Many of us don’t want to hear the truth. Or, we accept as truth that which justifies our own personal beliefs and agendas. Author Karen Armstrong, wrote in her book, A History of God, “Humankind cannot bear very much reality.” But, we are bearing more and more. We are realizing that there is no blanket statement for truth. People can’t be “told” what truth is. A 19th century spiritual leader, Mary Baker Eddy, wrote in her Preface to Science and Health, “The question, What is Truth, is answered by demonstration.” Interestingly, a review of what has been demonstrated throughout history leads the mind to believe the truth of hate is found to be self-destructive. The truth of self-control is found not to be pulled down with hate. The truth of neglect is that neglect is a waste of resources. The truth of love is that love is life-giving. The truth of health is that health is a right to everyone. Furthermore, the relativism of the world has not changed these manifestations but indirectly confirmed a resolved Truth.


The traditional definitions of truth that depend on the facts and realities of the relative world and human perceptions of reality do not alter Truth. The fixedness of Truth is in its self-revelation. Truth is constantly, reliably revealing itself, and we have the power and ability to distil what we absorb, observe, imagine and think, and consciously and logically demonstrate the truth of life, principle, and love.



Guest Blog by Julia Wade, Singer

posted by Cheryl Petersen

The Journey to Innovation


Julia Wade

 As the Soloist at the international headquarters of the Christian Science church — The Mother Church — I found myself in the unique position of bringing to the services all kinds of inspiring and innovative sacred music for the 21st Century. From 2005 to 2012, I performed several hundred sacred and inspirational songs in English and Spanish as well as in several African languages.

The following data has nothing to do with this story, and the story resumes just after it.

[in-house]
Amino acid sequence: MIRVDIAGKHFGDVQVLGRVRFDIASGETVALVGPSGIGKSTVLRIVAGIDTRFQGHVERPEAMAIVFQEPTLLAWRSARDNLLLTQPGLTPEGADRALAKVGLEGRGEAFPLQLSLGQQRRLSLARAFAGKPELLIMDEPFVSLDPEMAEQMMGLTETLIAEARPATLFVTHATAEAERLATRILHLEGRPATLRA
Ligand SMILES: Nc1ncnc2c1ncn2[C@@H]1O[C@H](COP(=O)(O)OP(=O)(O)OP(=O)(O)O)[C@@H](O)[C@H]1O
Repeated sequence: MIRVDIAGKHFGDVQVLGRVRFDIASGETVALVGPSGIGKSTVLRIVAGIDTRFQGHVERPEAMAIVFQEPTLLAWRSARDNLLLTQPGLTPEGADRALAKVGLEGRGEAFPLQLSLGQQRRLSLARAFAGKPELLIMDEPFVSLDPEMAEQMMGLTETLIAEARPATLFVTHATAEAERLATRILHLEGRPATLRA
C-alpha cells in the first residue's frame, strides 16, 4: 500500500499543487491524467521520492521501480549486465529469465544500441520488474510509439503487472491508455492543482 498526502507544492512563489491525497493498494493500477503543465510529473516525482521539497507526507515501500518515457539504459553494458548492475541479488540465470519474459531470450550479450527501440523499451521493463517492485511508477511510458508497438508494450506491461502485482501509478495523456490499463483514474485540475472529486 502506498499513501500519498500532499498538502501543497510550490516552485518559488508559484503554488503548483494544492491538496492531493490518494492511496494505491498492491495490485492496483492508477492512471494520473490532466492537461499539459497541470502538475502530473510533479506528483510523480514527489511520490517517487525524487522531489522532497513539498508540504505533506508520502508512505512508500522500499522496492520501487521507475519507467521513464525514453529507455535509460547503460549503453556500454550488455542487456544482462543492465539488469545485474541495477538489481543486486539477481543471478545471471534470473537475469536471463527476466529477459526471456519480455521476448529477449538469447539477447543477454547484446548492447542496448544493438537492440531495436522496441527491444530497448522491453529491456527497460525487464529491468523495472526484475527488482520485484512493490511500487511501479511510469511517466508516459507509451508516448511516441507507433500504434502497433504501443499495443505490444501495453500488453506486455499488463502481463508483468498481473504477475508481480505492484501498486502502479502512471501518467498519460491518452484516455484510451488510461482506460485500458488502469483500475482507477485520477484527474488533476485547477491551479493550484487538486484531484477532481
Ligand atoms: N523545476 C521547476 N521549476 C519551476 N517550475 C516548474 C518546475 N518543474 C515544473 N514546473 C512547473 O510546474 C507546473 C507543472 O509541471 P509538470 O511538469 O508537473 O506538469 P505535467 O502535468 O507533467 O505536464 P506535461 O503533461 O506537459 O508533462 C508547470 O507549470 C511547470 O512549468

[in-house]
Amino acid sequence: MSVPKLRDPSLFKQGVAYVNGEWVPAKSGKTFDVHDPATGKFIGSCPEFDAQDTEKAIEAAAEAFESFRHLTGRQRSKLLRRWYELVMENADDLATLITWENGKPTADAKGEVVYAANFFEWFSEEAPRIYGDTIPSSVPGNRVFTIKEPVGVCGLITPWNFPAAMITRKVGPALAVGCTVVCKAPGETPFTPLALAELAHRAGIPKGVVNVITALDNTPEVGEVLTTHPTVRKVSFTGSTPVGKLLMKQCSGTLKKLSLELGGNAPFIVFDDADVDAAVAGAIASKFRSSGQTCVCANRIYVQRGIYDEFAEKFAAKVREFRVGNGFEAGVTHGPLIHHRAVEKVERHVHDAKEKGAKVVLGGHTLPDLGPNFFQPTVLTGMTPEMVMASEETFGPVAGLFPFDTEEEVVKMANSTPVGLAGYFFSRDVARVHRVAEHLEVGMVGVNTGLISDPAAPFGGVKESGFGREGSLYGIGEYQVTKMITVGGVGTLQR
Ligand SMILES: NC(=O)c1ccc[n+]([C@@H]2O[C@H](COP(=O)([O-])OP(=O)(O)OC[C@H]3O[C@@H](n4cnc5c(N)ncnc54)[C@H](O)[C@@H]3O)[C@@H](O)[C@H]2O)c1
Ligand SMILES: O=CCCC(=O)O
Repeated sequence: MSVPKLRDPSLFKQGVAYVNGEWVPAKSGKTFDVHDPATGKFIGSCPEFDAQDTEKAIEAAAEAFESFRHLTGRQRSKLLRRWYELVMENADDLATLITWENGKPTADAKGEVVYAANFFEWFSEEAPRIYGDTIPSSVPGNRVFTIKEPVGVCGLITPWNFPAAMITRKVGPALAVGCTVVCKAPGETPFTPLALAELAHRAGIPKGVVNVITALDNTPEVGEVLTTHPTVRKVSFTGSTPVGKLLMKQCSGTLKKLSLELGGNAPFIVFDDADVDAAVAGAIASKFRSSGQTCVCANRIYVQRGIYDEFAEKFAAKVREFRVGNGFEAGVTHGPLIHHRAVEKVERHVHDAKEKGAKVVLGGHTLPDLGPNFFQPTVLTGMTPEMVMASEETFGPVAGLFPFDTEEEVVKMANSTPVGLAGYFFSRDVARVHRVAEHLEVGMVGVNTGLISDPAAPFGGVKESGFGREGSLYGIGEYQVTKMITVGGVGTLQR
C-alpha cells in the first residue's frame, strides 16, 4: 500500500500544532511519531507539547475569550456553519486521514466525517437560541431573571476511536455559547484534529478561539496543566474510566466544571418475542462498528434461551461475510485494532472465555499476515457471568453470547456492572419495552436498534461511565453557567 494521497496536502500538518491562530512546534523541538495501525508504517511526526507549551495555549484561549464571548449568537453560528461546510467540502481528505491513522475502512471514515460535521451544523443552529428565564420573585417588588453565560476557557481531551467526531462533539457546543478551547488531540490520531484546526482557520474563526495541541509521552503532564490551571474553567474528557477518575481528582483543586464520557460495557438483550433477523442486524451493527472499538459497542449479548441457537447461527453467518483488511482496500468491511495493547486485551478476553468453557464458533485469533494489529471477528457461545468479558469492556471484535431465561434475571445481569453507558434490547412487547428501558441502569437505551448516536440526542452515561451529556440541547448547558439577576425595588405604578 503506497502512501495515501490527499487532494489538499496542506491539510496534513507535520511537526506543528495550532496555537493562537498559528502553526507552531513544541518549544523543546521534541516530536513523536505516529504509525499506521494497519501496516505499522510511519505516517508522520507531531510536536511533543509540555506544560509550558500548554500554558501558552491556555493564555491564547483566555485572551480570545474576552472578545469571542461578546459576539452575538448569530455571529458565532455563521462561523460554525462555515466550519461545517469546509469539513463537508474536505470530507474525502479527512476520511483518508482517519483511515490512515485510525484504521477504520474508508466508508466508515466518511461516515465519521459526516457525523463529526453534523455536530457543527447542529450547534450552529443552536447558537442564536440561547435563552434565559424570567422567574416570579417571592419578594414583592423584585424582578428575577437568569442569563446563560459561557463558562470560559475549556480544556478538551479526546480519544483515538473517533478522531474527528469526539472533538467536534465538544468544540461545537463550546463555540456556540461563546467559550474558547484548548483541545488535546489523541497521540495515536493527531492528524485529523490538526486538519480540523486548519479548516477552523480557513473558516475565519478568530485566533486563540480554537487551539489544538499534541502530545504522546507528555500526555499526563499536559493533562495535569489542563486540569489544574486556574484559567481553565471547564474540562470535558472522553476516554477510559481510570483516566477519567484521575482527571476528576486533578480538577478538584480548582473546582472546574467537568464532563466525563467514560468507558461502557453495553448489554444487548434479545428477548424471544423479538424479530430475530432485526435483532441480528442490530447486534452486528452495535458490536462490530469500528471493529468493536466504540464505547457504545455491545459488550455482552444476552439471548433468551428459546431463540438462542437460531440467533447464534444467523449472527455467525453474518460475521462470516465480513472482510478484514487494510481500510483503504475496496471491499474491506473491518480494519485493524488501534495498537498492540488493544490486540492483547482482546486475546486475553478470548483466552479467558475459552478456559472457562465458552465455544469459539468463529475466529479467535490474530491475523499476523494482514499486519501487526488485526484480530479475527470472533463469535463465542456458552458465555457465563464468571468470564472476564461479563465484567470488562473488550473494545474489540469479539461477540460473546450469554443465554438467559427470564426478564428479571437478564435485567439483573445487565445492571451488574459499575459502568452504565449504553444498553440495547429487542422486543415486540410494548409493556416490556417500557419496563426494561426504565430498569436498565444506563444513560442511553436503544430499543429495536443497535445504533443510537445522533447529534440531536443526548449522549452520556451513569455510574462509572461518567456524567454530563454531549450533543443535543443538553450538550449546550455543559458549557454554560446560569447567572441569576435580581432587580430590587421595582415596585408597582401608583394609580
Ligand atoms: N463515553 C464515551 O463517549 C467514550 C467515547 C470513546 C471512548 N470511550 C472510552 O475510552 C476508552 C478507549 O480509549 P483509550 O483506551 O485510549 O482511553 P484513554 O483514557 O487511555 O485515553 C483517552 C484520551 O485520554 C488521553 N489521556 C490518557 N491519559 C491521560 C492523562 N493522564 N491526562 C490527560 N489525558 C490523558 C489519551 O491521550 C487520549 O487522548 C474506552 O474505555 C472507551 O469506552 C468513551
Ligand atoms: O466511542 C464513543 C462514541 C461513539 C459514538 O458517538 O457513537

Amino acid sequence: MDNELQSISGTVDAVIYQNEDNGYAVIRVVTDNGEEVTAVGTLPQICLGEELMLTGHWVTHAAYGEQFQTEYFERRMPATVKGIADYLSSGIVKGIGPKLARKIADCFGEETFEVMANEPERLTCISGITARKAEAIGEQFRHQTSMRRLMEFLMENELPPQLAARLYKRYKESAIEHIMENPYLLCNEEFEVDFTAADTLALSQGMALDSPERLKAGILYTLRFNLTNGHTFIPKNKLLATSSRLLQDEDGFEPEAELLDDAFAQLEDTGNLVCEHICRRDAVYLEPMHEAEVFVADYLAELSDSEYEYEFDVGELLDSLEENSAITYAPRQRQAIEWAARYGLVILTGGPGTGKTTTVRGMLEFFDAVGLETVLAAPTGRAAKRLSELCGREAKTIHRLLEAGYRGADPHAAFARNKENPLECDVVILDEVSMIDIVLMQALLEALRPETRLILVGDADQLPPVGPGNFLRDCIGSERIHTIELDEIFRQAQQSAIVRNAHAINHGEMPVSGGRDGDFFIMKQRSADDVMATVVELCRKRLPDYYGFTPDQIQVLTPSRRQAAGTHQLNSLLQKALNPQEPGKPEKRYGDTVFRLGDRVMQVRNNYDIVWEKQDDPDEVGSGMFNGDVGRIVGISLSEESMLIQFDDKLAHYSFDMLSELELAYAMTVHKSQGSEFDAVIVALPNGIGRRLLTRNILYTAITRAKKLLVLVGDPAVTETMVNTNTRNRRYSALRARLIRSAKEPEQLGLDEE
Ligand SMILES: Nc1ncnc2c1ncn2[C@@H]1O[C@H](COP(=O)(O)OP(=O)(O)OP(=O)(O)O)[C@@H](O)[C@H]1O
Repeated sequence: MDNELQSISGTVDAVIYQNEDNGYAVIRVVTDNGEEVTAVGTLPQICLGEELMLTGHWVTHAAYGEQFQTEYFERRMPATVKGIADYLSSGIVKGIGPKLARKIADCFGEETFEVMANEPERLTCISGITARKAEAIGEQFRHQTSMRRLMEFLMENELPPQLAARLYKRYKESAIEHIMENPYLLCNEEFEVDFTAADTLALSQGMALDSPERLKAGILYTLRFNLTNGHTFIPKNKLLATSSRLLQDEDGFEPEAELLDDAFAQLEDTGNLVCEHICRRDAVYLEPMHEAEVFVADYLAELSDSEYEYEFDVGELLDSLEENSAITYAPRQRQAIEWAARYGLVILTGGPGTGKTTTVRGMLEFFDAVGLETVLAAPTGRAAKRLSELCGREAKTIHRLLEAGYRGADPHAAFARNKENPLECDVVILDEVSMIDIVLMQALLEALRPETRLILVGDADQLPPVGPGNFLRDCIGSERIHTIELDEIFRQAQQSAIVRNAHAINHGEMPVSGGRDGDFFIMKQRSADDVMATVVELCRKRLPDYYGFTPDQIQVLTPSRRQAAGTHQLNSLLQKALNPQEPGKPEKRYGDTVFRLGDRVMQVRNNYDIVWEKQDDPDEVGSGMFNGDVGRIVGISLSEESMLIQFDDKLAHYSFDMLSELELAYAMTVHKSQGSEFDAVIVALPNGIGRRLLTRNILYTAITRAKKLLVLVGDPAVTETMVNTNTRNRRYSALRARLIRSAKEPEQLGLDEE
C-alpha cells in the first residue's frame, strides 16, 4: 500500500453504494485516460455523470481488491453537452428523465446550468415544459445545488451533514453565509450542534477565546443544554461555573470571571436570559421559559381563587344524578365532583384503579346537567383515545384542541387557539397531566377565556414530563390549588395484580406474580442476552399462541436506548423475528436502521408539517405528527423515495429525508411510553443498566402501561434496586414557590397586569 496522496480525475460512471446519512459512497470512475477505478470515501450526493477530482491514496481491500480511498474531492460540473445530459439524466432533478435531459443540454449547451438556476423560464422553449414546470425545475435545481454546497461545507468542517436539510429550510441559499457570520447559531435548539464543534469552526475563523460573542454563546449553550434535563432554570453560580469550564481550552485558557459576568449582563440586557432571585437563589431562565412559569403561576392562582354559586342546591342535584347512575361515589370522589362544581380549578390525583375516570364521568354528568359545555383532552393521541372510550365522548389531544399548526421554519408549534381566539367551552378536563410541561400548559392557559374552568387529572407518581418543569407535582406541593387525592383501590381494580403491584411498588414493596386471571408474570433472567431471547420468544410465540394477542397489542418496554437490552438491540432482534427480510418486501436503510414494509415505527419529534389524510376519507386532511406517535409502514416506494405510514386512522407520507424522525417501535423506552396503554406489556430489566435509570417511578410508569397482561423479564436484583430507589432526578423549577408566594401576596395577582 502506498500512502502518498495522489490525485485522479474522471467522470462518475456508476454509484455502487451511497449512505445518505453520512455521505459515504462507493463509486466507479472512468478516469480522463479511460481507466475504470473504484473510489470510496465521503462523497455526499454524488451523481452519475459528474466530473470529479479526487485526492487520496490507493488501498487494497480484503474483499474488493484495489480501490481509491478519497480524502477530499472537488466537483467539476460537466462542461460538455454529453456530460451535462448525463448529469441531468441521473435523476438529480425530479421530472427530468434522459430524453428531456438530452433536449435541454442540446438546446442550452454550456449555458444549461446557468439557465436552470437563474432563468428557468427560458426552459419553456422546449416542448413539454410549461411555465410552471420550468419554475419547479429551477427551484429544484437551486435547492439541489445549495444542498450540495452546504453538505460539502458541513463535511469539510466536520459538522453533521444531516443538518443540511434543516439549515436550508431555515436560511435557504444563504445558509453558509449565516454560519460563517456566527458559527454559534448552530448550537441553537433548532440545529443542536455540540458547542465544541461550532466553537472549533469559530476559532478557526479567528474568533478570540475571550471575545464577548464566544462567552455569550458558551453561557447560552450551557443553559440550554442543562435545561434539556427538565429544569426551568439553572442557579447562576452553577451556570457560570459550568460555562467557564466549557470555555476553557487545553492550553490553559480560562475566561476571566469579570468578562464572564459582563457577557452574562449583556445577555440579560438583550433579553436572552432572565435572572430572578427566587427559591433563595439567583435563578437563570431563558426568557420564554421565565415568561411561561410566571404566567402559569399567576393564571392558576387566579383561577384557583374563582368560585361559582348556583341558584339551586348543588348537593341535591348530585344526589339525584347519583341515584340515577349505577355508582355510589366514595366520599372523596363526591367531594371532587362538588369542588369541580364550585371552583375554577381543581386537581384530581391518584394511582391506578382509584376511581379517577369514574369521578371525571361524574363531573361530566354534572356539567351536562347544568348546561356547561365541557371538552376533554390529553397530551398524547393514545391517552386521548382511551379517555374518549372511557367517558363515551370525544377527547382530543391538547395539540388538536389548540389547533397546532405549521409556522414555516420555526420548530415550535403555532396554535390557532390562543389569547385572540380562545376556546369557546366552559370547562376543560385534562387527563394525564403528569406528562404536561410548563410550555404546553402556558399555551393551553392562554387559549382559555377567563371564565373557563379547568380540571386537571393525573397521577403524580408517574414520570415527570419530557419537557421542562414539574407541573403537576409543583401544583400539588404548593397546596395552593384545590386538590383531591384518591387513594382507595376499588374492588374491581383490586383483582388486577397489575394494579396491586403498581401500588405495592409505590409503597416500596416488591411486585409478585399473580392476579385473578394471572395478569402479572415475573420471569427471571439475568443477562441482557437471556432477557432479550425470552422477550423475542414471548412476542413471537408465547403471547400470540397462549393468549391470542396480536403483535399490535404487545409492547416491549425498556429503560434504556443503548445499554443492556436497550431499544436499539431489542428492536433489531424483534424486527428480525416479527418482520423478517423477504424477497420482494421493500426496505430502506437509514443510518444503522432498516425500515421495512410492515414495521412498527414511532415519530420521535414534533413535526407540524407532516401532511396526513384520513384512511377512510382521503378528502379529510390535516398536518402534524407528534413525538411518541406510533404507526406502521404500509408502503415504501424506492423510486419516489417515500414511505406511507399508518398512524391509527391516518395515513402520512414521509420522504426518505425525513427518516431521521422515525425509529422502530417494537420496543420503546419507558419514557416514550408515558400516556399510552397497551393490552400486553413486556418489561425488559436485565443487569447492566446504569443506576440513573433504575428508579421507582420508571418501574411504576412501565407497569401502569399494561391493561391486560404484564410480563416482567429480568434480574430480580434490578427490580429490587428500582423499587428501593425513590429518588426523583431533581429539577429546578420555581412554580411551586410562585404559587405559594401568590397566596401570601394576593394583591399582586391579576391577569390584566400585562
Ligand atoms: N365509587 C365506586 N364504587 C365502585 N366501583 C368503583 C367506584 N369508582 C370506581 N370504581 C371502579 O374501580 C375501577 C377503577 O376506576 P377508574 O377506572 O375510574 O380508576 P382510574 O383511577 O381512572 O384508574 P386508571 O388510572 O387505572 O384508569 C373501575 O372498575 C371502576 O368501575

It was a large part of my job to do this, and I loved it!  I loved it because it was natural for me to explore and expand my sense of music in church.   I was drawn to do it, and inspired to do it.  I simply had to do it!  It was my spiritual path to walk during those 7 years.


Over time, I helped to expand the instrumentation at The Mother Church beyond its grand Aeolean-Skinner organ.  Though much beloved and well used with over 13,000 pipes, we needed other instruments to express the more contemporary music.  We added digital keyboards, a computer bank of state-of-the-art sample libraries of orchestral instruments and an acoustic grand piano.  We regularly invited special guest instrumentalists to accompany me: acoustic and electric guitarists, keyboard players and programmers, a brass quintet, harpists, a violist, a clarinet player, a drum line of African drummers from Kenya and Nigeria, and more!  Occasionally, I sang a capella, and once I sang with a sweet harmonica as my accompaniment.  I also used professionally produced orchestral tracks as my band, which expanded the sacred sound landscape even further.